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What I Love About Living In London

Just over a year ago, I wrote a post detailing all the things I miss most about America. It was a rough first year, getting used to a life without millions of fast food options or washing machines that actually work and don’t take 2 hours. Like any loving relationship, England and I have had our fair share of disagreements and unpleasantries. I’ve made many a complaint about her dreary weather and her narrow, winding, car-sickness-inducing roads.

But there are so many little things I love about England, and it feels more like home now.

I’ve decided to write this post on what I love about London, rather than England as a whole, because most of my experience is London-based. Just like New York City differs drastically from Oklahoma City, London does not represent an entire country of people. I also want to note that these are just my own personal observations – I don’t want to stereotype or imply that all British people are the same! It’s a beautifully diverse country, which brings me to the first thing I love:


One of my absolute favorite things about London is the diversity of the cosmopolitan city. It’s the kind of thing that makes me get emotional just thinking about it. The range of cultures and people that come together in this city, the many languages spoken, the many different cultural celebrations are so beautiful and refreshing.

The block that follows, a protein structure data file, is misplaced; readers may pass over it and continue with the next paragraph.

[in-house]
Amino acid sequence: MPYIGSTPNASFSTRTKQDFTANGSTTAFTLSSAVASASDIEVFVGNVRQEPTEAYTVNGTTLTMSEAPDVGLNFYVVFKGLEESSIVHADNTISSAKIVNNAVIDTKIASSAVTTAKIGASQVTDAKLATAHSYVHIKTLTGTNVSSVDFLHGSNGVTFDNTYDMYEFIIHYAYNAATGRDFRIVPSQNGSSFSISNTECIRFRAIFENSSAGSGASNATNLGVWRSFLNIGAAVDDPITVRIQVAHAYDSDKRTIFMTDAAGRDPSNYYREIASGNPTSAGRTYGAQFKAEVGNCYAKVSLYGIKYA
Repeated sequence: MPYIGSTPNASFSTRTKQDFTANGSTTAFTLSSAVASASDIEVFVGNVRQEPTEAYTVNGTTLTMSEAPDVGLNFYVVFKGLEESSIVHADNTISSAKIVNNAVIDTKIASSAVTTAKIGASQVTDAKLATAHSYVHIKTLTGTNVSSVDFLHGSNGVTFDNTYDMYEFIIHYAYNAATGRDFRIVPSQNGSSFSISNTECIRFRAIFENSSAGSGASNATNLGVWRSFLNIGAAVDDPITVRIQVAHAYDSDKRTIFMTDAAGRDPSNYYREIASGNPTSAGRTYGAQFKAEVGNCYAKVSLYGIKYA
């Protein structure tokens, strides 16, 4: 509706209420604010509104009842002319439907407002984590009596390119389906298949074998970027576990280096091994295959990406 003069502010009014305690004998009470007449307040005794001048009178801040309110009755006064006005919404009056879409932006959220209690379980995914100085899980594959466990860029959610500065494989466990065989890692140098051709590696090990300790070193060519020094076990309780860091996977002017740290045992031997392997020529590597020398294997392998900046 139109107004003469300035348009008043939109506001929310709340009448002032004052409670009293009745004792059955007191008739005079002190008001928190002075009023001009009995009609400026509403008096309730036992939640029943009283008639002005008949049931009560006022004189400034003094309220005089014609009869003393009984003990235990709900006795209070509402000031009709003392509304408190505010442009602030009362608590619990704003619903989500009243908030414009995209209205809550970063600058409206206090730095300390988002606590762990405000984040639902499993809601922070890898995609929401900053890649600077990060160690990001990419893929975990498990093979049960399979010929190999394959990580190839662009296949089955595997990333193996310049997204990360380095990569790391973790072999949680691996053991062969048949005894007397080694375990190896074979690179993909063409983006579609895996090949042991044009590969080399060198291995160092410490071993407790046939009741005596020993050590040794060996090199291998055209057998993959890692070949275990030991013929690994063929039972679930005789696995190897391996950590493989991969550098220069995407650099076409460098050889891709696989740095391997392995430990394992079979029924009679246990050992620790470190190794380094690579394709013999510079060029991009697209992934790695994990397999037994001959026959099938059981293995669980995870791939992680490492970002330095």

I’m not saying it’s always easy. People from different cultural backgrounds sometimes have different ideas of what’s okay and what’s not. Sometimes people can seem really rude, or oblivious to the personal space of others. Some cultures don’t have the same pleasantries I do, and on my bad days it really annoys me.

But I’m reminded that, just like me, they’ve left their own culture and background to start a new life in this city. Whether to escape persecution, make a better life for their kids, or just because they fell in love with someone there. If anything, I’m probably the one having the easiest time of it. So I try to relax, and remember that my way isn’t the only way.

Contactless cards